Network Services 2

  • Platform: TryHackme
  • Difficulty: Easy
  • Description: Enumerating and Exploiting More Common Network Services & Misconfigurations

The common services I’ll be looking into are the following:

  • Network File Systems (NFS)
  • Simple Mail Transfer Protocol (SMTP)
  • MySQL

This room has 11 tasks, but Task 1 and Task 11 are ‘I understand and continue’ tasks.

Task 2 – Understanding NFS

NFS allows a system to share directories and files with others over a network. It does so by mounting all, or a portion of a file system on a server and allowing mount access to clients.

Q1 – What does NFS stand for?

A1 - Network File System

Q2 – What process allows an NFS client to interact with a remote directory as though it was a physical device?

A2 - Mounting

Q3 – What does NFS use to represent files and directories on the server?

A3 - File handle

Q4 – What protocol does NFS use to communicate between the server and client?

A4 - RPC

Q5 – What two pieces of user data does the NFS server take as parameters for controlling user permissions? Format: parameter 1 / parameter 2

A5 - User ID / Group ID

Q6 – Can a Windows NFS server share files with a Linux client? (Y/N)

A6 - Y

Q7 – Can a Linux NFS server share files with a MacOS client? (Y/N)

A7 - Y

Q8 – What is the latest version of NFS? [released in 2016, but is still up to date as of 2020] This will require external research.

A8 - 4.2

Task 3 – Enumerating NFS

Enumeration is the process of discovering attack vectors within a system.

Q1 – Conduct a thorough port scan scan of your choosing, how many ports are open?

Scanning the host with nmap to find all services ranging from all ports (1 – 65535):

nmap -A -p- <host>


22/tcp    open  ssh      OpenSSH 7.6p1 Ubuntu 4ubuntu0.3 (Ubuntu Linux; protocol 2.0)
| ssh-hostkey: 
|   2048 73928e04de40fb9c90f9cf4270c845a7 (RSA)
|   256 6d63d6b80a67fd86f122302b2d271eff (ECDSA)
|_  256 bd089779630f807c7fe850dc59cf395e (ED25519)

111/tcp   open  rpcbind  2-4 (RPC #100000)
| rpcinfo: 
|   program version    port/proto  service
|   100000  2,3,4        111/tcp   rpcbind
|   100000  2,3,4        111/udp   rpcbind
|   100000  3,4          111/tcp6  rpcbind
|   100000  3,4          111/udp6  rpcbind
|   100003  3           2049/udp   nfs
|   100003  3           2049/udp6  nfs
|   100003  3,4         2049/tcp   nfs
|   100003  3,4         2049/tcp6  nfs
|   100005  1,2,3      51273/udp6  mountd
|   100005  1,2,3      53549/udp   mountd
|   100005  1,2,3      54917/tcp   mountd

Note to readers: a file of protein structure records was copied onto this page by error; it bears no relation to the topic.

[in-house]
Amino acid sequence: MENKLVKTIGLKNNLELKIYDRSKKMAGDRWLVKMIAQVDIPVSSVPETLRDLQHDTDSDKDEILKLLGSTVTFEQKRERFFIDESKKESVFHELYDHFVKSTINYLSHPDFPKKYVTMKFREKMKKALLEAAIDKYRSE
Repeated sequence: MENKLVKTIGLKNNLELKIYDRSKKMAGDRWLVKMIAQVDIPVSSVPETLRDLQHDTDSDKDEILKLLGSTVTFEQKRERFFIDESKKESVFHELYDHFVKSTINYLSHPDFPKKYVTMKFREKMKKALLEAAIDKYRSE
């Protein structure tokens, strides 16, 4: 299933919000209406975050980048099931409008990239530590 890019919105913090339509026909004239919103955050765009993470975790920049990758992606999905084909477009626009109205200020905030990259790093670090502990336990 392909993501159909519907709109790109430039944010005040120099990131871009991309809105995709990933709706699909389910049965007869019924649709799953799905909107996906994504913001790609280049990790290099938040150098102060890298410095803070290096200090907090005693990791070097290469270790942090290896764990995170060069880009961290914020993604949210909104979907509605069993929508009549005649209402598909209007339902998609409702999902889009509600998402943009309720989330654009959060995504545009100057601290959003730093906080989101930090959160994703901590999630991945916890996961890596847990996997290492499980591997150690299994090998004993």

|   100005  1,2,3      59775/tcp6  mountd
|   100021  1,3,4      33165/tcp   nlockmgr
|   100021  1,3,4      36461/tcp6  nlockmgr
|   100021  1,3,4      39435/udp   nlockmgr
|   100021  1,3,4      40194/udp6  nlockmgr
|   100227  3           2049/tcp   nfs_acl
|   100227  3           2049/tcp6  nfs_acl
|   100227  3           2049/udp   nfs_acl
|_  100227  3           2049/udp6  nfs_acl

2049/tcp  open  nfs_acl  3 (RPC #100227)

33165/tcp open  nlockmgr 1-4 (RPC #100021)

45889/tcp open  mountd   1-3 (RPC #100005)

54215/tcp open  mountd   1-3 (RPC #100005)

54917/tcp open  mountd   1-3 (RPC #100005)

A1 - 7

Q2 – Which port contains the service we’re looking to enumerate?

Looking at the nmap scan from Q1, we can see the following NFS service nfs_acl:

A2 - 2049

Q3 – Now, use /usr/sbin/showmount -e [IP] to list the NFS shares, what is the name of the visible share?

A3 - /home

Q4 – Time to mount the share to our local machine!

As the instructions state:

First, use “mkdir /tmp/mount” to create a directory on your machine to mount the share to. This is in the /tmp directory- so be aware that it will be removed on restart.

Then, use the mount command we broke down earlier to mount the NFS share to your local machine. Change directory to where you mounted the share- what is the name of the folder inside?

Temporary directory created, next step is to mount this directory:

sudo mount -t nfs /tmp/mount/ -nolock

Inspecting the contents of our mount, I was able to identify a folder lableled cappucino

A4 - cappucino

Q5 – Interesting! Let’s do a bit of research now, have a look through the folders. Which of these folders could contain keys that would give us remote access to the server?

A5 - .ssh

Q6 – Which of these keys is most useful to us?

A6 - id_rsa

Q7 – Can we log into the machine using ssh -i <key-file> <username>@<ip> ? (Y/N)

A multi-step process:

  • Retrieve id_rsa file to non-temporary storage
  • Modify file
    • chmod 600 id_rsa
    • This will allow owner read + write access
  • ssh using this key file:
    • cappucino@polonfs:~$
    • Access!

A7 - Y

Task 4 – Exploiting NFS

This task will involve some sort of escalation privilege exploitation.

On NFS shares, Root Squashing is enabled. This is a configuration option that prevents remote root users from root access on the mounted NFS volume

Fortunately, it’s enabled by default but for this machine unfortunately it is disabled. I’ll be able to create SUID bit files which we can leverage to gain root access to the machine.

First step is to install a bash executable detailed in the Task details due to compatibility reasons


Once downloaded, copy to NFS share and assign it the SUID permission:

sudo chmod +s bash

Then make it executable:

sudo chmod +x bash

The next step is to SSH onto the attack machine, I can do this with the same process from Step 3. Once logged in, I can execute the bash script as follows:

./ -p

The p parameter is there to ensure the permissions are persisted and not dropped by bash.

cappucino@polonfs:/home$ ./bash -p

Now that I have shell access as root, next final step is to find the flag. Accessing the root directory and finding the flag was simple:

bash-4.4# ls

A - THM{nfs_got_pwned}

Task 5 – Understanding SMTP

Simple Mail Transfer Protocol (SMTP) is the protocol responsible for sending emails. This protocol isn’t enough for email services as a protocol for receiving emails is also required – POP / IMAP handles this responsibility.

Simple email interaction between user and recipient

Q1 – What does SMTP stand for?

A1 - Simple mail transfer protocol

Q2 – What does SMTP handle the sending of? (answer in plural)

A2 - Emails

Q3 – What is the first step in the SMTP process?

A3 - SMTP Handshake

Q4 – What is the default SMTP port?

A4 - 25

Q5 – Where does the SMTP server send the email if the recipient’s server is not available?

A5 - SMTP Queue

Q6 – On what server does the Email ultimately end up on?


Q7 – Can a Linux machine run an SMTP server? (Y/N)

A7 - Y

Q8 – Can a Windows machine run an SMTP server? (Y/N)

A8 - Y

Task 6 – Enumerating SMTP

I’ll be using metasploit as it provides an existing module smtp_enum that will assist me in this enumeration process.

Q1 – First, lets run a port scan against the target machine, same as last time. What port is SMTP running on?

nmap scan

A1 - 25